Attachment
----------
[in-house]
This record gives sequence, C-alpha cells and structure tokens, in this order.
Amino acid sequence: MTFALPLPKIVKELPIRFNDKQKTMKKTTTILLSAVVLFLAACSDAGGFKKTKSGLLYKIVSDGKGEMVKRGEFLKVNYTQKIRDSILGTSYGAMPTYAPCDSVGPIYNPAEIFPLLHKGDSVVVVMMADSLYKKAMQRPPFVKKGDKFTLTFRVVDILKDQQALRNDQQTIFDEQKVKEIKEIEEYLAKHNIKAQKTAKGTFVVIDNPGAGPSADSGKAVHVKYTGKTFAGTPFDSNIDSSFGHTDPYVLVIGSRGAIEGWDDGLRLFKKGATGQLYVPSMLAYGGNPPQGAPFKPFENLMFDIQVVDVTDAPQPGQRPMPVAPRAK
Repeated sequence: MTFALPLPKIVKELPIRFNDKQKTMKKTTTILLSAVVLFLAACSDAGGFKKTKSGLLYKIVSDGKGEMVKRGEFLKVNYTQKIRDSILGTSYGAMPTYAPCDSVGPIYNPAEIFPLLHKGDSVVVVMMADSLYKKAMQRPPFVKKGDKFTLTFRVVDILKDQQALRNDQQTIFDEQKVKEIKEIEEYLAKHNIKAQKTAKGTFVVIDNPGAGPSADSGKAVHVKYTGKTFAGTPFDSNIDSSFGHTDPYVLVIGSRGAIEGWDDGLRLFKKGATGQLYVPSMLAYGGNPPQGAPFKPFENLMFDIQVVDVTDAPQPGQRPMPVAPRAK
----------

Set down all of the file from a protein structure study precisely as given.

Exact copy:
[in-house]
This record gives sequence, C-alpha cells and structure tokens, in this order.
Amino acid sequence: MTFALPLPKIVKELPIRFNDKQKTMKKTTTILLSAVVLFLAACSDAGGFKKTKSGLLYKIVSDGKGEMVKRGEFLKVNYTQKIRDSILGTSYGAMPTYAPCDSVGPIYNPAEIFPLLHKGDSVVVVMMADSLYKKAMQRPPFVKKGDKFTLTFRVVDILKDQQALRNDQQTIFDEQKVKEIKEIEEYLAKHNIKAQKTAKGTFVVIDNPGAGPSADSGKAVHVKYTGKTFAGTPFDSNIDSSFGHTDPYVLVIGSRGAIEGWDDGLRLFKKGATGQLYVPSMLAYGGNPPQGAPFKPFENLMFDIQVVDVTDAPQPGQRPMPVAPRAK
Repeated sequence: MTFALPLPKIVKELPIRFNDKQKTMKKTTTILLSAVVLFLAACSDAGGFKKTKSGLLYKIVSDGKGEMVKRGEFLKVNYTQKIRDSILGTSYGAMPTYAPCDSVGPIYNPAEIFPLLHKGDSVVVVMMADSLYKKAMQRPPFVKKGDKFTLTFRVVDILKDQQALRNDQQTIFDEQKVKEIKEIEEYLAKHNIKAQKTAKGTFVVIDNPGAGPSADSGKAVHVKYTGKTFAGTPFDSNIDSSFGHTDPYVLVIGSRGAIEGWDDGLRLFKKGATGQLYVPSMLAYGGNPPQGAPFKPFENLMFDIQVVDVTDAPQPGQRPMPVAPRAK